Multi-centre randomized clinical trial.
(1) compare the effects of arm-cycle ergometry (ACET) and body weight supported treadmill training (BWSTT) on quality of life (QOL) and intermediary variables in individuals with spinal cord injury (SCI); (2) examine correlations between baseline measures, and changes in physical activity, QOL, and intermediaries.
Hospital-based research institutes (Vancouver, Toronto) and University-based exercise program (Hamilton).
35 participants with motor-complete SCI above T6 completed baseline assessments of physical activity, life satisfaction, independence, autonomy, positive and negative affect, and pain. Twenty-eight participants were randomized to 72 sessions of ACET (n = 14) or BWSTT (n = 14) with measures repeated following 36 sessions, 72 sessions, and 6-months post-intervention.
Neither intervention significantly impacted QOL. Pain was reduced in ACET compared to BWSTT (interaction effect p = 0.022) and was significantly less at 72 sessions vs. baseline in the ACET group (p = 0.009). At baseline, QOL was positively correlated with independence, autonomy, and positive affect and negatively correlated with negative affect (all p < 0.05). Following BWSTT, changes in moderate-vigorous physical activity correlated with changes in QOL (r = 0.87, p = 0.010). Following ACET, changes in autonomy and independence were positively correlated with changes in QOL (both r > 0.64, p < 0.048).
Contrary to previous studies, there was no benefit of either intervention on measures of QOL. The social context of exercise may be important for improving QOL. However, individuals may benefit more from active (ACET) than passive (BWSTT) exercise modalities through reduced pain. Exercise interventions that improve autonomy and independence may lead to improvements in QOL.
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The datasets generated and/or analysed during the current study are available from the corresponding author on reasonable request.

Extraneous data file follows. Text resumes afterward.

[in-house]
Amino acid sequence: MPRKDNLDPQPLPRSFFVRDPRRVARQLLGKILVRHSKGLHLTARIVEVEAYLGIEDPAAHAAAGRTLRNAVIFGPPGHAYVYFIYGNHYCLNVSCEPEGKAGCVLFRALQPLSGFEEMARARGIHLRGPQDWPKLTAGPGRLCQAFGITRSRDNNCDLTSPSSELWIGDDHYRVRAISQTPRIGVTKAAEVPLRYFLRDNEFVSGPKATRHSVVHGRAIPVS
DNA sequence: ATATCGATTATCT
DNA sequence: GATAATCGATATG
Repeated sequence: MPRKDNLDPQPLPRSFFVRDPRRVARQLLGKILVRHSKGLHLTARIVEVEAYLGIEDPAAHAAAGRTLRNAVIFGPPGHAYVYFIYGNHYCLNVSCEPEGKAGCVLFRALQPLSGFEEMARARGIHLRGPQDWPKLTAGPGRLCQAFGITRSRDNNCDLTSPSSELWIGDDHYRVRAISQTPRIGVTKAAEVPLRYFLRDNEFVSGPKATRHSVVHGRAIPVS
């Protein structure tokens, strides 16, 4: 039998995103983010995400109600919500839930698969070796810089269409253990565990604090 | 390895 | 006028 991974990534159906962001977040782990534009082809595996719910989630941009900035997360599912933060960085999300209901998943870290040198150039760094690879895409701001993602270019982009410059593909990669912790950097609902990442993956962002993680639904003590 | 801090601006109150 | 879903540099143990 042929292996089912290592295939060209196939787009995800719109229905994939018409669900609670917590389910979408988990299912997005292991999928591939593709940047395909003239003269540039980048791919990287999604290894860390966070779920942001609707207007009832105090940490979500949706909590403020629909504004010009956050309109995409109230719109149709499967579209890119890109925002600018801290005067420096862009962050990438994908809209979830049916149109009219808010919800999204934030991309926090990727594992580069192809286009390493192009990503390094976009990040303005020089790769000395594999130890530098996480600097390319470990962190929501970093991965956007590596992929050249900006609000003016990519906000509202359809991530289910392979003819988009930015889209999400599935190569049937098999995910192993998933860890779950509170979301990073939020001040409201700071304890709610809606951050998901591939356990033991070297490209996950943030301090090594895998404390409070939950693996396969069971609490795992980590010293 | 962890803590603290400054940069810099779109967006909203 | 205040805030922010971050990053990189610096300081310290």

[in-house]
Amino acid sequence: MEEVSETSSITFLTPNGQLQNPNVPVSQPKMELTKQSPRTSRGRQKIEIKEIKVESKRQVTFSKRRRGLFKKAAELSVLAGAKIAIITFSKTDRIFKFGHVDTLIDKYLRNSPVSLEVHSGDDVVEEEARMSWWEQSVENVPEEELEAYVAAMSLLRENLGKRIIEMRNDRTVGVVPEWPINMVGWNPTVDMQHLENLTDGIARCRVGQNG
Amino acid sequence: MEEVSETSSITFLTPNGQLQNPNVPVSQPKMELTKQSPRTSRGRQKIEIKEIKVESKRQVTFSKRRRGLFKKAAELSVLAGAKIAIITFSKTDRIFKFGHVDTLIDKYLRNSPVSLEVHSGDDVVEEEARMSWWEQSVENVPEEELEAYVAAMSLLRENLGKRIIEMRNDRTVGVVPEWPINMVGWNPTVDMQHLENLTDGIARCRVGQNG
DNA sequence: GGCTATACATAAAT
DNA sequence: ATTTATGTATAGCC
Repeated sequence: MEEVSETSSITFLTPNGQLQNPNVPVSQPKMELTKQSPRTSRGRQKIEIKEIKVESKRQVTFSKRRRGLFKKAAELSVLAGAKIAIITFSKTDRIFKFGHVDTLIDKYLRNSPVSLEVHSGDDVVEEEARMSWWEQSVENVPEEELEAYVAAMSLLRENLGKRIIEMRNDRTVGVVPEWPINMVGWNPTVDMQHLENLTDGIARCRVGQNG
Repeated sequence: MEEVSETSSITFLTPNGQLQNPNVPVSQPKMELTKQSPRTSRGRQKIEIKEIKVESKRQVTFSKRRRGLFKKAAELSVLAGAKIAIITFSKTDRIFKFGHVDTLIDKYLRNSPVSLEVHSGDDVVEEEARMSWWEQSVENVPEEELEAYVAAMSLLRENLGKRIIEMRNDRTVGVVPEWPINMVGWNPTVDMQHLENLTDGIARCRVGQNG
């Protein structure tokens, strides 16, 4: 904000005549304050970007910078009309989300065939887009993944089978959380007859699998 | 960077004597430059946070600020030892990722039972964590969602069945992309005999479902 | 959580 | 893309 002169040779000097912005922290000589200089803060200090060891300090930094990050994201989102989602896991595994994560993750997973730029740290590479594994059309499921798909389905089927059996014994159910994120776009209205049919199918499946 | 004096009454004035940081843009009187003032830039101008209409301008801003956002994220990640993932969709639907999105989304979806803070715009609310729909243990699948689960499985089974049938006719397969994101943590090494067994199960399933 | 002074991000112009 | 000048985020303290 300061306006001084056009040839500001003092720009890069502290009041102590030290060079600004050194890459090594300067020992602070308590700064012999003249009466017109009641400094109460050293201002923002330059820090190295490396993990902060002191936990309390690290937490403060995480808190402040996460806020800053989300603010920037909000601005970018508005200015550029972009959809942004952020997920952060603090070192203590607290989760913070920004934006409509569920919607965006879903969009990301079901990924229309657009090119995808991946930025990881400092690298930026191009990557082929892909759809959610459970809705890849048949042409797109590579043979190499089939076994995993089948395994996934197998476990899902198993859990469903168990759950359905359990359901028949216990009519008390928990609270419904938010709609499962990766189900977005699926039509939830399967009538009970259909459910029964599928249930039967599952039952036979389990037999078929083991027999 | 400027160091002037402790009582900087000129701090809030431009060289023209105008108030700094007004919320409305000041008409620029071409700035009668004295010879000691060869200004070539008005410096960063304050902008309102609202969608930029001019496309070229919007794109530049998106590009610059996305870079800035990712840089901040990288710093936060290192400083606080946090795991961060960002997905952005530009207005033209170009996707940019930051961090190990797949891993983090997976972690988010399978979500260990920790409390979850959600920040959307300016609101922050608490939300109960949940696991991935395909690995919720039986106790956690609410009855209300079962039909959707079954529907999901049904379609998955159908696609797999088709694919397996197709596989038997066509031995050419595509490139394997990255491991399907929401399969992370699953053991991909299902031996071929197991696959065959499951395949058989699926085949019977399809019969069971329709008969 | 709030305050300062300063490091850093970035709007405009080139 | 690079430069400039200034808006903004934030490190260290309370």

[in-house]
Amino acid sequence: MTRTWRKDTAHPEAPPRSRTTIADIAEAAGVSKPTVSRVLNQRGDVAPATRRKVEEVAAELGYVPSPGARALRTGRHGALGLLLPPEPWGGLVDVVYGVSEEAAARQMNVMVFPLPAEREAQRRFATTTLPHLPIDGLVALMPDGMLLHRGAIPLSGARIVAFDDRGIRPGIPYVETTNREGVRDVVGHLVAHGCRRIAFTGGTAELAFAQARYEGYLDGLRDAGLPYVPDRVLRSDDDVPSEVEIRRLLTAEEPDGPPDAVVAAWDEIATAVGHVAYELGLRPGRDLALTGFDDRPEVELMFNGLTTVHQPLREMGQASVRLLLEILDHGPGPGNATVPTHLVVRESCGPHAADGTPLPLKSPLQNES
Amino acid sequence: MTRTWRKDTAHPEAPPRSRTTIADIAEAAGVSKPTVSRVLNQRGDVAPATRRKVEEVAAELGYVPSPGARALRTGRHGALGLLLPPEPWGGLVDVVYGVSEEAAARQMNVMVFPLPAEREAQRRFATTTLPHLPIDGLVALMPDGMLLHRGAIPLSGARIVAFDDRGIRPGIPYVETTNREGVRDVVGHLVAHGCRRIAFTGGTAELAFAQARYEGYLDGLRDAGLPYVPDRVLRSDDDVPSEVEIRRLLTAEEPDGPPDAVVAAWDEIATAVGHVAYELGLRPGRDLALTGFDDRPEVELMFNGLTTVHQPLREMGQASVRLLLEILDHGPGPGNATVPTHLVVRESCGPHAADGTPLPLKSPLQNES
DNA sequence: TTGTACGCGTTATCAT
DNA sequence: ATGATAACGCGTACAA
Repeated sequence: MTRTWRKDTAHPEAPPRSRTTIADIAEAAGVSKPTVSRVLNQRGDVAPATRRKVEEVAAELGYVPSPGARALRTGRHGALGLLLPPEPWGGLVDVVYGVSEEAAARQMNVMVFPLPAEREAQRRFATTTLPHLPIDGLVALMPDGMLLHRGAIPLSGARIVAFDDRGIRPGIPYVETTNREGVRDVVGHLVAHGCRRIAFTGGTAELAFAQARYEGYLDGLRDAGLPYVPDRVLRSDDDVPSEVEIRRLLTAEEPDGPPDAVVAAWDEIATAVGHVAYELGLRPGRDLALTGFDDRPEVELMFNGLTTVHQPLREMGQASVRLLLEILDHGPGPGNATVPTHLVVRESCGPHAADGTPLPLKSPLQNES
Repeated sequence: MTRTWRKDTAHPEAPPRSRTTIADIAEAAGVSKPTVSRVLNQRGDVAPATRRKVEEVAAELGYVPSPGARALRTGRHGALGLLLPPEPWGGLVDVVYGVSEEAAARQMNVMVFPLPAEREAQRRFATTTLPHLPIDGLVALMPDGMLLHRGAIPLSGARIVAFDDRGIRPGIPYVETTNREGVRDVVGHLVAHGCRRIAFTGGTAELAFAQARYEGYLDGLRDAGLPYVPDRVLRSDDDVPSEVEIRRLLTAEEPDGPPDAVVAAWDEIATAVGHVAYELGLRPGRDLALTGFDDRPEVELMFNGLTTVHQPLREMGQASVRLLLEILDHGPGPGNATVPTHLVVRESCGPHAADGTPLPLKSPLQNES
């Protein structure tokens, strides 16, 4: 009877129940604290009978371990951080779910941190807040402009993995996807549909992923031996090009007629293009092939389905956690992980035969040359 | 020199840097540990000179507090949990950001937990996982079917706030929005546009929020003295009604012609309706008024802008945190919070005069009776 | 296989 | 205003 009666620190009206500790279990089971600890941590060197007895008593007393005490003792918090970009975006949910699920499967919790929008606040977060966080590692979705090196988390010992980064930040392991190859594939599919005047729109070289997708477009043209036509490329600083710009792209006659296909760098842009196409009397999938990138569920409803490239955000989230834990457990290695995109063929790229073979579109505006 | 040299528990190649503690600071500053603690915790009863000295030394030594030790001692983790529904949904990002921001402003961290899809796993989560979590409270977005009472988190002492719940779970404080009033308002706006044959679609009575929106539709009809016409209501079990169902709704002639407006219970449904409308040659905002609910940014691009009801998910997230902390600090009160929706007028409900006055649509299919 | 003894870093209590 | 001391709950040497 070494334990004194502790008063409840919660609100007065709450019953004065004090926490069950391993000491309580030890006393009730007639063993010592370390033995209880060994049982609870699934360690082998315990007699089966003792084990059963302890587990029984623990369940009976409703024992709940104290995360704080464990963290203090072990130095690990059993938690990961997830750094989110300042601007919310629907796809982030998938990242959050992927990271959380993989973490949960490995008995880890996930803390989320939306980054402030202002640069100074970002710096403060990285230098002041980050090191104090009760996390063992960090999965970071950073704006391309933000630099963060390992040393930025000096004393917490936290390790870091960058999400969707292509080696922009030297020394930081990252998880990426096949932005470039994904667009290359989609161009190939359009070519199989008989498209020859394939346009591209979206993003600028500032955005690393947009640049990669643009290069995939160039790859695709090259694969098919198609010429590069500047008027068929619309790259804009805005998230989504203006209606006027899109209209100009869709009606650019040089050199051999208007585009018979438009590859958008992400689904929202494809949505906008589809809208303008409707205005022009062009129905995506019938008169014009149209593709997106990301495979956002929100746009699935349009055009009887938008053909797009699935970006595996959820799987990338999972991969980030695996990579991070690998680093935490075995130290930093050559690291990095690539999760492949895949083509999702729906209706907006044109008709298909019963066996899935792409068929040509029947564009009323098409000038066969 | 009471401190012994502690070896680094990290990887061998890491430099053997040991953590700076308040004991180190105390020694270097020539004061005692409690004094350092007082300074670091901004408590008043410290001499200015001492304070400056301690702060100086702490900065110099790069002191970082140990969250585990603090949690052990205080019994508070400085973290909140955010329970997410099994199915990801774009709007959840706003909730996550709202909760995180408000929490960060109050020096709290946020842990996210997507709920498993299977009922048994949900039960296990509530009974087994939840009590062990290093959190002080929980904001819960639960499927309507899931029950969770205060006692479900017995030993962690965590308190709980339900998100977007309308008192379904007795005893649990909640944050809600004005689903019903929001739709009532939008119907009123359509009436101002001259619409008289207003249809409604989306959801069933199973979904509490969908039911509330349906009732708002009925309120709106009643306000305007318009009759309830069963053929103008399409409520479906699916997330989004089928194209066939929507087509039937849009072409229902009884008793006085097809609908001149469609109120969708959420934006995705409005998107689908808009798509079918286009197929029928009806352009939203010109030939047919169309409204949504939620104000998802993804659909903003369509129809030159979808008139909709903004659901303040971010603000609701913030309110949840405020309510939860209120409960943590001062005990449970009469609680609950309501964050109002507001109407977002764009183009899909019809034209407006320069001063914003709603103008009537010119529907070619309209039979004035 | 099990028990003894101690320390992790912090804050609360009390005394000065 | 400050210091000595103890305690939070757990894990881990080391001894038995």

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The authors would like to thank all study participants and volunteers who assisted with BWSTT. We would also like to thank Dr. Jasmin K. Ma for help with data collection as well as Dr. Joan Ubeda Colomer and Athena Ginis for assistance with data entry.
The CHOICES study was funded by a project grant from the Canadian Institutes of Health Research with the funding reference number (TCA 118348). Collection of questionnaire data was supported by the Canadian Disability Participation Project which is funded by the Social Sciences and Humanities Research Council of Canada (grant no. 895-2013-1021). AVK holds the Endowed Chair in Spinal Cord Rehabilitation Research, Department of Medicine, UBC. KAMG holds the Reichwald Family Southern Medical Program Chair in Preventive Medicine.
The authors declare no competing interests.
We certify that all applicable institutional and governmental regulations concerning the ethical use of human volunteers were followed during the course of this research. Ethics approval was received from the University of British Columbia (H12-02945-11), McMaster University (12-672) and Toronto Rehabilitation Institute – University Health Network (12-5797).
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Gee, C.M., Sinden, A.R., Krassioukov, A.V. et al. The effects of active upper-limb versus passive lower-limb exercise on quality of life among individuals with motor-complete spinal cord injury. Spinal Cord 60, 805–811 (2022). https://doi.org/10.1038/s41393-022-00796-9